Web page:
Spiritual Intelligence

Are you spiritually intelligent?

I sit here having planned for this blog to be about multiple intelligences.    I have a swollen black eye with two small cuts, having failed to control the release of a bungee chord that was tying up a bundle of timber in my car.  Blame it on cold fingers as I might, I am very aware that physical intelligence is foundational and feeling physically stupid, actually.

My IQ (Cognitive ability) managed the situation well, fortunately.  I went straight into the house, getting the icepack from the freezer, taking some homeopathic aconite and arnica, and even managing to sit down and give myself some Reiki until Juliana was available to administer more expert levels of energy healing.   The swelling has gone down.

As for Emotional  Intelligence, I guess I give myself half marks, maybe 60%.   I have maintained some perspective and have not made a drama out of the event.   I am at least partly aware of my internal state, breathing deeply, letting the aftershock of adrenaline rush work through.  On the minus side I am beating myself up a little (see para. 1).  Possibly I should still be resting.  I can tell that Juliana thinks so, but I am behind schedule.  So here I am, blogging.  Some habits die harder than others.

But what I really want to talk about is Spiritual Intelligence.    I didn’t even know there was such a thing until a couple of years ago, when I became aware of the work being done by Cindy Wigglesworth (www.deepchange.com).   At first the term seemed like a self-contradiction; surely spirituality is not about thinking, so did intelligence belong there, I wondered?  Now I am convinced.

One of the angles that Cindy starts from is to ask what it is that marks out those people who we would identify as great spiritual leaders?   You will have your own no doubt, and not all will be well known in the way typical first-picks like Gandhi, Nelson Mandela or the Dali Lama would be.  But on closer examination, most of us would have a clear intuitive sense of the characteristics such leaders possess.  Typically the list would include compassion, humility, integrity, calmness, courage, acceptance, wisdom.  And then she asks whether such qualities would be beneficial in more mundane areas of leadership.  Would they be valuable in managers and CEO’s?  It’s hard to say “no” to that.

Cindy’s definition of Spiritual Intelligence is “the ability to behave with wisdom and compassion, while maintaining inner and outer peace (equanimity) regardless of the situation”.   And since she also presents an image of love as being a bird with two wings these being wisdom and compassion – as above the definition of SQ boils down to the capacity to bring love and peace.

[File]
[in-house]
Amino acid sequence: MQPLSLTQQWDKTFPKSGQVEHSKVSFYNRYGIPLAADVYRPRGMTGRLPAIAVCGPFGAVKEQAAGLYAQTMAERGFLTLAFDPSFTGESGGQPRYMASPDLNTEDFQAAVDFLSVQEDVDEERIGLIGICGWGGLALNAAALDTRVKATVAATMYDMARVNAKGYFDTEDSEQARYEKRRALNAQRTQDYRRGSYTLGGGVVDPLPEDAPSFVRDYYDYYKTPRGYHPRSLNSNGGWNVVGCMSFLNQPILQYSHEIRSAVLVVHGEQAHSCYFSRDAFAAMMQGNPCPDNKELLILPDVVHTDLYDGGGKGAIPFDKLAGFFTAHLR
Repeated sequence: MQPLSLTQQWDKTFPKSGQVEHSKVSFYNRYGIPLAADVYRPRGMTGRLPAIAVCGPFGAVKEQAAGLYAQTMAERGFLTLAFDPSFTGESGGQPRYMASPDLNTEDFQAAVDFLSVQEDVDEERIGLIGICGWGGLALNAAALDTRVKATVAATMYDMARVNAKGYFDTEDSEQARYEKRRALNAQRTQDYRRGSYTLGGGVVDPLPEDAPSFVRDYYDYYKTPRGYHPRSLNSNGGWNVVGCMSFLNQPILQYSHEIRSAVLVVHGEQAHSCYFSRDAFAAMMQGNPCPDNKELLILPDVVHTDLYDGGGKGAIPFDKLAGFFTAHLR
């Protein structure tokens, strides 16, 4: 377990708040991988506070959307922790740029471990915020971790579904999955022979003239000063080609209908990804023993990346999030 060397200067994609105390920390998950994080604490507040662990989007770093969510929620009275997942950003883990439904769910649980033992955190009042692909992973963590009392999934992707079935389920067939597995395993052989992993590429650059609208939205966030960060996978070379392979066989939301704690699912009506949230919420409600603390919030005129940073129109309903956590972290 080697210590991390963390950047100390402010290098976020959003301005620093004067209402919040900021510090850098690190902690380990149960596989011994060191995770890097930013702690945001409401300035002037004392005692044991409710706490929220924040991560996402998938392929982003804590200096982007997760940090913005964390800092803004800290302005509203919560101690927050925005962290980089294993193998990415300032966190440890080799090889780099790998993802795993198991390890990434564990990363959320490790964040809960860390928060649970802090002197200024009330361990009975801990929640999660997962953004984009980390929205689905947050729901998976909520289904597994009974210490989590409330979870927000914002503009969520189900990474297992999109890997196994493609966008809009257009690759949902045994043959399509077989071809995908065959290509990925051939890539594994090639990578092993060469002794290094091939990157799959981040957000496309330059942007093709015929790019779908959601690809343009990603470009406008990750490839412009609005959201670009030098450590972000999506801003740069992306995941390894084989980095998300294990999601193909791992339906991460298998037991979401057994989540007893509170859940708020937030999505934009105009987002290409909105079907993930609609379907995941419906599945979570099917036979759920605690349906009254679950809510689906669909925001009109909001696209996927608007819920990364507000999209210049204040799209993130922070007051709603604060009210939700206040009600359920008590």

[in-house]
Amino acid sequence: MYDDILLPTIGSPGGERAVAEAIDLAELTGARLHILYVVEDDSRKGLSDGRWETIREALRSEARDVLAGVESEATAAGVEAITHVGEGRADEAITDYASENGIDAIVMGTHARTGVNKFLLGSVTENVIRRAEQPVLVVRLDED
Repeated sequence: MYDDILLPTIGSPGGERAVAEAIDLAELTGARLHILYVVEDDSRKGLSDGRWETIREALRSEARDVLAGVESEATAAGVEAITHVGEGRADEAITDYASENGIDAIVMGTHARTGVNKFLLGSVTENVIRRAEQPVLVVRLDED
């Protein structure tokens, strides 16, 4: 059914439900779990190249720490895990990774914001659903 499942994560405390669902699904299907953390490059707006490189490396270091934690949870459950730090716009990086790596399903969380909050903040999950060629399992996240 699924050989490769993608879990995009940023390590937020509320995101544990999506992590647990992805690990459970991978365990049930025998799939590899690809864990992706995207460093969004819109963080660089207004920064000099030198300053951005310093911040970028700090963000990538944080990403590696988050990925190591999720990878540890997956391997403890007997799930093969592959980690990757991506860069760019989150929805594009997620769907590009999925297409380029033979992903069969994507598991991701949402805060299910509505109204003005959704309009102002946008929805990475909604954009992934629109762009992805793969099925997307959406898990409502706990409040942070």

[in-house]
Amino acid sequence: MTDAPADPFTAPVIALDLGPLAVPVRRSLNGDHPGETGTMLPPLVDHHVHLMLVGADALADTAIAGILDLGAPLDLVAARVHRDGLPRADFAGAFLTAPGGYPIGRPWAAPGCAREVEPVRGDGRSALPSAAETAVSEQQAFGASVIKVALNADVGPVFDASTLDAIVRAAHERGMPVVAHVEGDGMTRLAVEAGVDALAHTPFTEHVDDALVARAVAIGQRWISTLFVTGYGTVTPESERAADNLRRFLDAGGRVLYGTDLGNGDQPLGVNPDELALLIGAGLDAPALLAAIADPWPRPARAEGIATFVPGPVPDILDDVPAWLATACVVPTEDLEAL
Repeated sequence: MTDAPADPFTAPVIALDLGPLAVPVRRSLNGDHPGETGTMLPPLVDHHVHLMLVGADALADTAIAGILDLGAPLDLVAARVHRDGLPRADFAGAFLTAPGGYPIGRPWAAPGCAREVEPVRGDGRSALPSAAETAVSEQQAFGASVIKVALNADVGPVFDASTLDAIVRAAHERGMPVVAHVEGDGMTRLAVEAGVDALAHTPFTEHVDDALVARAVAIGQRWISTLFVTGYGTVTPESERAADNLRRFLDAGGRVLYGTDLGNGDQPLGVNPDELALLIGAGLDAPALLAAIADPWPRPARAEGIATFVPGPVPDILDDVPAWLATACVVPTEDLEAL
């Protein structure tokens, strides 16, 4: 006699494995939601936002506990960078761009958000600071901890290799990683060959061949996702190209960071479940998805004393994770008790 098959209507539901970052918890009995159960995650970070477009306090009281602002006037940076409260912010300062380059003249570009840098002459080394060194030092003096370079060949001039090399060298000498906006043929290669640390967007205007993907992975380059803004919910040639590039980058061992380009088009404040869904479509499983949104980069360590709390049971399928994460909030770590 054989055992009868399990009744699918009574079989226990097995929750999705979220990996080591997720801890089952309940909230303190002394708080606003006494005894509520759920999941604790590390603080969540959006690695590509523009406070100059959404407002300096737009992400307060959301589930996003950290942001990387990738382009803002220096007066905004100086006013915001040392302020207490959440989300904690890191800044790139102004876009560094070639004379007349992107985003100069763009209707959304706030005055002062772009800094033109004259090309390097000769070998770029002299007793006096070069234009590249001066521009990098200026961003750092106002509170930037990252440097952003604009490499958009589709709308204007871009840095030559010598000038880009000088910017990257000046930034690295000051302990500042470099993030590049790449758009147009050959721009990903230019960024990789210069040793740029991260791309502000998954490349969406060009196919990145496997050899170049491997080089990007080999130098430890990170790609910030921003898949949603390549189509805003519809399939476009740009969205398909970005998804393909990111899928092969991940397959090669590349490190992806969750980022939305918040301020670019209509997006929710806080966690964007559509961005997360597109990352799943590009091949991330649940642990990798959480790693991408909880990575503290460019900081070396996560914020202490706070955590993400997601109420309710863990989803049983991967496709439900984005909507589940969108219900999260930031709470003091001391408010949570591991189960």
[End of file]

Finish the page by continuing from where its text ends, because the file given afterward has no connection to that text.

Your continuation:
Now by my way of thinking that is a pretty good start, and something to aspire to.   So I was much taken by Cindy’s perception that SQ is something that can we can be helped with and that she has developed an assessment methodology which allows us to evaluate 21 separate skills, mapped to the four quadrants of an Integral viewpoint, and that this assessment has academically validated.  The perspectives are faith-neutral, and identify competencies in the areas of self-awareness (Q1) universal awareness (Q2), self-mastery (Q3) and in Q4, social mastery and spiritual presence. 

When I discovered that as well as assessing these 21 skills, it is possible to coach people in their self-development along each of these paths, I signed up to train in the methodology.   That is over 18 months ago, during which my esteem for the work has only increased.  And the latest stage in this journey is that we are in the process of launching a UK “branch” of Deep Change, and supporting its outreach into Europe.

It is obvious that SQ is somewhat leading-edge when even emotional intelligence is not that well-known, and even less well-understood.  Howard Gardner’s work on multiple intelligences dates back almost three decades (1983) and Daniel Goleman’s book on emotional intelligence to 1995.  Goleman wasn’t the first in the field, but is the one who made it known.   But while SQ is newer, it blends very well with EQ – can even be thought of as an “advanced EQ” for those who prefer to steer clear of the S-word.  The deepchange.com website gives a lot more information on how all of this comes together.  Richard Boyatzis and Annie McKee’s recent book “Resonant Leadership” also takes people across the threshold between IQ and SQ, even if they don’t call it that.   It’s a message whose time has come.

If any of this even slightly catches your interest, I encourage you to hear more listening to Cindy’s free teleseminar from March 16th.     This talk is in preparation for her visit to Europe in May, when she will be talking in Amsterdam and Berlin, prior to a talk and the London Integral Circle on May 25th and a full training for coaches over the bank holiday weekend, May 27-30th.

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